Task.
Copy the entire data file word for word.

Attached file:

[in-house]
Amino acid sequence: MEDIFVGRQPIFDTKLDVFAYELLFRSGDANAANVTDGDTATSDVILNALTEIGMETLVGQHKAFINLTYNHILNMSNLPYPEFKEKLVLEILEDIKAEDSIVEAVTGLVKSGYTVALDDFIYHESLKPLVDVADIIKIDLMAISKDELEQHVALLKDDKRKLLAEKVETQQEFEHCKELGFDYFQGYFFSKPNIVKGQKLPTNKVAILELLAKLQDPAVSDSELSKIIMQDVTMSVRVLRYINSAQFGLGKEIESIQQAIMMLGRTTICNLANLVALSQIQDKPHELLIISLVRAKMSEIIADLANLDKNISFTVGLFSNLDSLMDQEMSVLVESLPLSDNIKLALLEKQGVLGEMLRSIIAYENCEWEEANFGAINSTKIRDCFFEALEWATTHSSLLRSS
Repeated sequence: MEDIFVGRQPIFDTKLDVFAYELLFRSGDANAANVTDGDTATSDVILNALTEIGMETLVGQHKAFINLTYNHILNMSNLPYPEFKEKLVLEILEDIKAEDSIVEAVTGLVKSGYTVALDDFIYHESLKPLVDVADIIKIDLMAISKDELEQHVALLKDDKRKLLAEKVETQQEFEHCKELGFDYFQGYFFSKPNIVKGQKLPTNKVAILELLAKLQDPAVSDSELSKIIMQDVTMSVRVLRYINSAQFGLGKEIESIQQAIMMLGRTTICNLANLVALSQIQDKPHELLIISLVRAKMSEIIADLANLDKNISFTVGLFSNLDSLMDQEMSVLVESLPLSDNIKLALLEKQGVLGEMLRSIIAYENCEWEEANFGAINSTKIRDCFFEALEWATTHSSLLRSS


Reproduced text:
[in-house]
Amino acid sequence: MEDIFVGRQPIFDTKLDVFAYELLFRSGDANAANVTDGDTATSDVILNALTEIGMETLVGQHKAFINLTYNHILNMSNLPYPEFKEKLVLEILEDIKAEDSIVEAVTGLVKSGYTVALDDFIYHESLKPLVDVADIIKIDLMAISKDELEQHVALLKDDKRKLLAEKVETQQEFEHCKELGFDYFQGYFFSKPNIVKGQKLPTNKVAILELLAKLQDPAVSDSELSKIIMQDVTMSVRVLRYINSAQFGLGKEIESIQQAIMMLGRTTICNLANLVALSQIQDKPHELLIISLVRAKMSEIIADLANLDKNISFTVGLFSNLDSLMDQEMSVLVESLPLSDNIKLALLEKQGVLGEMLRSIIAYENCEWEEANFGAINSTKIRDCFFEALEWATTHSSLLRSS
Repeated sequence: MEDIFVGRQPIFDTKLDVFAYELLFRSGDANAANVTDGDTATSDVILNALTEIGMETLVGQHKAFINLTYNHILNMSNLPYPEFKEKLVLEILEDIKAEDSIVEAVTGLVKSGYTVALDDFIYHESLKPLVDVADIIKIDLMAISKDELEQHVALLKDDKRKLLAEKVETQQEFEHCKELGFDYFQGYFFSKPNIVKGQKLPTNKVAILELLAKLQDPAVSDSELSKIIMQDVTMSVRVLRYINSAQFGLGKEIESIQQAIMMLGRTTICNLANLVALSQIQDKPHELLIISLVRAKMSEIIADLANLDKNISFTVGLFSNLDSLMDQEMSVLVESLPLSDNIKLALLEKQGVLGEMLRSIIAYENCEWEEANFGAINSTKIRDCFFEALEWATTHSSLLRSS